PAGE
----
At this point I would exchange Missouri for Tennessee. Although the mizzou are 4-0 they are likely to only beat KY. Tennessee and Vandy will be toss ups. Tennessee only has to win two games facing Auburn, Vandy, and Missouri. I will go out on a limb and say Ky will be winless in the SEC. UT has Vandy and Auburn in Knoxville. In my opinion UT's win over WKU is better than any of Missouri's wins. And that's not saying much. Either way UT and Missouri will be very close and neither fanbase has much to look forward to except next year or roundball season.
Each week throughout the 2013 football season we here at MrSEC.com will provide you with our views on each of the SEC’s best and worst football teams. But rather than give you a boring #1 through #14 ranking, we’ll instead assign each team to one of four categories. (In side those categories schools will be listed alphabetically.) Our category assignments are based upon how well each team has played, what they’ve accomplished to date, and what we believe each squad’s ceiling to be at this moment.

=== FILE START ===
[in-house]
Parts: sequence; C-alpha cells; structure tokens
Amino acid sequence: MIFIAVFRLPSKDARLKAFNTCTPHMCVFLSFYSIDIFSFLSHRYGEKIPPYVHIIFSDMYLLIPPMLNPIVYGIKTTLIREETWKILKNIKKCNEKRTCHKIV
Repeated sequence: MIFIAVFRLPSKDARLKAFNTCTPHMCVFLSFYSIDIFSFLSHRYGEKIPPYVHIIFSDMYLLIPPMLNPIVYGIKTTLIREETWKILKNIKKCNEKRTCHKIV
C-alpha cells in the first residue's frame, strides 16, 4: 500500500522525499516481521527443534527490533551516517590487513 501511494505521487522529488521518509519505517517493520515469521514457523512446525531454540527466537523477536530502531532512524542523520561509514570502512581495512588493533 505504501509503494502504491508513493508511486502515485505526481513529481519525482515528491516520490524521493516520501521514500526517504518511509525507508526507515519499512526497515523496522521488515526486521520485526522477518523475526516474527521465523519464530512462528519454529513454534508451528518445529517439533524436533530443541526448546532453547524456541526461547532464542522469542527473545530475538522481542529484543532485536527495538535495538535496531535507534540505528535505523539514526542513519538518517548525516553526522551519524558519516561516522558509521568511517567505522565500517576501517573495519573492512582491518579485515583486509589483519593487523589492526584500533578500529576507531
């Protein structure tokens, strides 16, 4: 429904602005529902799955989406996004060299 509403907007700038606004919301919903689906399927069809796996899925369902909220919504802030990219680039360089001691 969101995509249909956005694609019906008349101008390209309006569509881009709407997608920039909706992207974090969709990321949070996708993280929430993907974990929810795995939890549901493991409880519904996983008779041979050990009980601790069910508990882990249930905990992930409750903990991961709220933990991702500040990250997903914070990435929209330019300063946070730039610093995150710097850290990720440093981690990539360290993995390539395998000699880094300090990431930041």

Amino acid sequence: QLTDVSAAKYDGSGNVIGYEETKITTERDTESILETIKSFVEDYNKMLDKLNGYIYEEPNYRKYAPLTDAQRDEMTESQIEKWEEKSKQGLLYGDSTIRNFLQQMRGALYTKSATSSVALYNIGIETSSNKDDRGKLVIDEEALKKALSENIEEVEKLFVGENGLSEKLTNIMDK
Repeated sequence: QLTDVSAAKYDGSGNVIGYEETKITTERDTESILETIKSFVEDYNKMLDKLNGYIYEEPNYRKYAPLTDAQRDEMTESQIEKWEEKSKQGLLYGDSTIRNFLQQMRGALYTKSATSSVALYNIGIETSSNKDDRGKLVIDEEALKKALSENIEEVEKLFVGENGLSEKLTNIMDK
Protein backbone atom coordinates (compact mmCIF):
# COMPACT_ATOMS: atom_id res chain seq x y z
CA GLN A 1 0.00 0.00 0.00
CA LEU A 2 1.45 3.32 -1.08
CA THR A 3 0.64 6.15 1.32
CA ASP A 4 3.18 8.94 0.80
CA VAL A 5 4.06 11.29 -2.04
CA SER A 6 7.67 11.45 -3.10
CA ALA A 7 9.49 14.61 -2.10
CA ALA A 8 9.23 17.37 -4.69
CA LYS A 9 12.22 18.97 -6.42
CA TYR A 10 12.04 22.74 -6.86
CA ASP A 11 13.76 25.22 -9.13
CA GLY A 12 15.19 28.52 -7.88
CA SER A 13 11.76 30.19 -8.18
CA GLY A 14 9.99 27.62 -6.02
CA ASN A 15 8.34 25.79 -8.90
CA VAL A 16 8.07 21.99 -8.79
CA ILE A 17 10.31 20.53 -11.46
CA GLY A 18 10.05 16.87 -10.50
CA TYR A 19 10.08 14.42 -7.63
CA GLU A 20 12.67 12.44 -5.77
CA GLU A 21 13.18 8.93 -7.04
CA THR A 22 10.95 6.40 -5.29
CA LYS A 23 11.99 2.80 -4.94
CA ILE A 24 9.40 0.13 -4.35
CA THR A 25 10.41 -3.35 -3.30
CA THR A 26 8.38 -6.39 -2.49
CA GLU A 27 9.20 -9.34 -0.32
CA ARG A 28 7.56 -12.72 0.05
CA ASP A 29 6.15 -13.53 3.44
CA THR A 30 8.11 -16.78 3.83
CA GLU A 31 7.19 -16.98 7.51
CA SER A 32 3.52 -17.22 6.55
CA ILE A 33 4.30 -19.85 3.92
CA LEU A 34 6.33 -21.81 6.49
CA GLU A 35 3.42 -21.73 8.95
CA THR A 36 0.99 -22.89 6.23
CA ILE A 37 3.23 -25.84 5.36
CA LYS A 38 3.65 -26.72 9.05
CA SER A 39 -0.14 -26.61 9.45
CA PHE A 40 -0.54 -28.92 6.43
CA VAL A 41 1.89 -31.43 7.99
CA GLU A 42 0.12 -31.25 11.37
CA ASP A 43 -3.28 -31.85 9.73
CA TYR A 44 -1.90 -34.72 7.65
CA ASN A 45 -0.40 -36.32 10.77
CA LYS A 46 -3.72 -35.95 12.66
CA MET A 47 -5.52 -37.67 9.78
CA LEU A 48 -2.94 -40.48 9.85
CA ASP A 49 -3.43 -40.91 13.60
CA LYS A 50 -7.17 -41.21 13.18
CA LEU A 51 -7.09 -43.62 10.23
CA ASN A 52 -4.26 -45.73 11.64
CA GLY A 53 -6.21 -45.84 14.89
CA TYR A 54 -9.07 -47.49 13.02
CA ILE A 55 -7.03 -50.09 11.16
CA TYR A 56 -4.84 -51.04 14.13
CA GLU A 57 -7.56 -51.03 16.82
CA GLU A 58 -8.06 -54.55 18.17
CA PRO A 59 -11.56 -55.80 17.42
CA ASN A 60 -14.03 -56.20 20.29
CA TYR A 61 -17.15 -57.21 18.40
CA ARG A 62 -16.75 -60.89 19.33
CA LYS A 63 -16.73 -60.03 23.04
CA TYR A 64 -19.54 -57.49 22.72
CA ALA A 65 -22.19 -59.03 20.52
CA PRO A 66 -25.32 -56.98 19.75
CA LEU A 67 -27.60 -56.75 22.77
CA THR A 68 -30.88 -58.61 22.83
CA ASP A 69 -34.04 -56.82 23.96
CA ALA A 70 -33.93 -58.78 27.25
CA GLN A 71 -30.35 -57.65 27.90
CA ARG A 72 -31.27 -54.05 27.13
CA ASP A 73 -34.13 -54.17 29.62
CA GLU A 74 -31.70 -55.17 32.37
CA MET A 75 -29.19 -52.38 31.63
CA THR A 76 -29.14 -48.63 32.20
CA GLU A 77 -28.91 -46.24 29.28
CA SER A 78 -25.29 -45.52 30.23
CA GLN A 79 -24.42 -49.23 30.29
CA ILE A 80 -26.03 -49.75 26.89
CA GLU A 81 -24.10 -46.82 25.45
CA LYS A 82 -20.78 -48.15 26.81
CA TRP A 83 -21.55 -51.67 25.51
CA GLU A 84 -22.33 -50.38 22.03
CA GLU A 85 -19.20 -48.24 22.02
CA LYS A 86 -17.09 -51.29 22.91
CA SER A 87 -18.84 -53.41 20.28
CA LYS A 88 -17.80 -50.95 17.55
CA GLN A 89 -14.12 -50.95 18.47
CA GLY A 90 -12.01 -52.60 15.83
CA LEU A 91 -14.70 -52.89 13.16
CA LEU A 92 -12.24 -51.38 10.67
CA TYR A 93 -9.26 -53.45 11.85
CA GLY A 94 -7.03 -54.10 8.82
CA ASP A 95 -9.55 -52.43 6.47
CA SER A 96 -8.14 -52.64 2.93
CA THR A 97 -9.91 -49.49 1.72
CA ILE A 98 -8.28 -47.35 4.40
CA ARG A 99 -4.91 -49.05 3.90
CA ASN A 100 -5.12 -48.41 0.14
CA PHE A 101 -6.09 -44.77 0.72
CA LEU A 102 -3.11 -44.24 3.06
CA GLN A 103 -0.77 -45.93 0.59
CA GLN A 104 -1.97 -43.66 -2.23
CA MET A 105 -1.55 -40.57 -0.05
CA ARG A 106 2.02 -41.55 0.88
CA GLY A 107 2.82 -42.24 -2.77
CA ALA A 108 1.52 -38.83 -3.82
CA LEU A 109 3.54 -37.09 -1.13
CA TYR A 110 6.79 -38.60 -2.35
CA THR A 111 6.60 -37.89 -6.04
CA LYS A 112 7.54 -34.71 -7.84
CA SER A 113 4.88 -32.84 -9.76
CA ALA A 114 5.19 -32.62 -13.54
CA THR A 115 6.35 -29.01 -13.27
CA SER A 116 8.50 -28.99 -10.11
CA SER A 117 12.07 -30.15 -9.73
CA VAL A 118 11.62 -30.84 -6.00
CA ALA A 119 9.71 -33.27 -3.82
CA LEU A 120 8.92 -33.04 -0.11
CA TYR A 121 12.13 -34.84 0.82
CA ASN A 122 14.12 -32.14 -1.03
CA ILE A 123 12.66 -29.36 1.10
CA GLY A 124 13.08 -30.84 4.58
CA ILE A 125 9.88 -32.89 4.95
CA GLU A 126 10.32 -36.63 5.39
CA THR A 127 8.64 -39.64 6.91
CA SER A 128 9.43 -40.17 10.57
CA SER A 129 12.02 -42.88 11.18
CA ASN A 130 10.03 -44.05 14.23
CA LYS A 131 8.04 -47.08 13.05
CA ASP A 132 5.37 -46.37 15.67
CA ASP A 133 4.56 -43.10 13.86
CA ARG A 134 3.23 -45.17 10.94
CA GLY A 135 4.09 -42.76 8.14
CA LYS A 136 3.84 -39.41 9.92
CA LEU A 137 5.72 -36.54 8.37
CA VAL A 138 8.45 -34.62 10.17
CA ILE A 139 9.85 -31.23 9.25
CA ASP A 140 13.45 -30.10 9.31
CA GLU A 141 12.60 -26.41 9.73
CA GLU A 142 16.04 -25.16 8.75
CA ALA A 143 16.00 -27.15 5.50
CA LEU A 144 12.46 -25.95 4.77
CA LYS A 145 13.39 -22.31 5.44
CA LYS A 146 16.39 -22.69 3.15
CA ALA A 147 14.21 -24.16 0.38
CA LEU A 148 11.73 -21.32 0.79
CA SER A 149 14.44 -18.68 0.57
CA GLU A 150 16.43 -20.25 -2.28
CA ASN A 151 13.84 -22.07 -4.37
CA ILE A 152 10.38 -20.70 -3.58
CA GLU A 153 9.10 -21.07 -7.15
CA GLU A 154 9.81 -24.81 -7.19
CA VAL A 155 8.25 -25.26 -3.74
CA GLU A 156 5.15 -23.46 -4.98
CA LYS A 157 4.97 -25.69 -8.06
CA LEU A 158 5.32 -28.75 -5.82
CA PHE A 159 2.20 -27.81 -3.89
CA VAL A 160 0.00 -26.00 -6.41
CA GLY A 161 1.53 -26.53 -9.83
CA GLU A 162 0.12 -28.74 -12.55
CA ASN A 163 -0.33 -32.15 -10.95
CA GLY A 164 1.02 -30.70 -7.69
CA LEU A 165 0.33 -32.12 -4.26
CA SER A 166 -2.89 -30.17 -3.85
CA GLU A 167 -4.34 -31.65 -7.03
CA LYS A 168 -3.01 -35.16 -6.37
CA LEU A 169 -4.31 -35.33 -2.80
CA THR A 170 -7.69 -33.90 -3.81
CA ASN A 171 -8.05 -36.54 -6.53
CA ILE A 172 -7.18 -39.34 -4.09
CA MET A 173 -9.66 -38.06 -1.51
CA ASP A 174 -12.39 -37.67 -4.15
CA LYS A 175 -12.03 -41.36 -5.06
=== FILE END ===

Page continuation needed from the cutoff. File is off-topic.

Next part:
Now here’s how we see things shaking out at this point…
National Title Contender
Alabama (4-0 overall, 2-0 SEC) — Finally. It took a month of football, but the Crimson Tide finally put together what could reasonably be called a complete game. Sure the offense didn’t fire on all cylinders until the second half, but UA’s 25-0 victory over Ole Miss last week was as close as we’ve come to seeing the “old Alabama” team… the team everyone expected to see all year long. Whether Bama found itself or it will continue to be inconsistent is yet to be seen.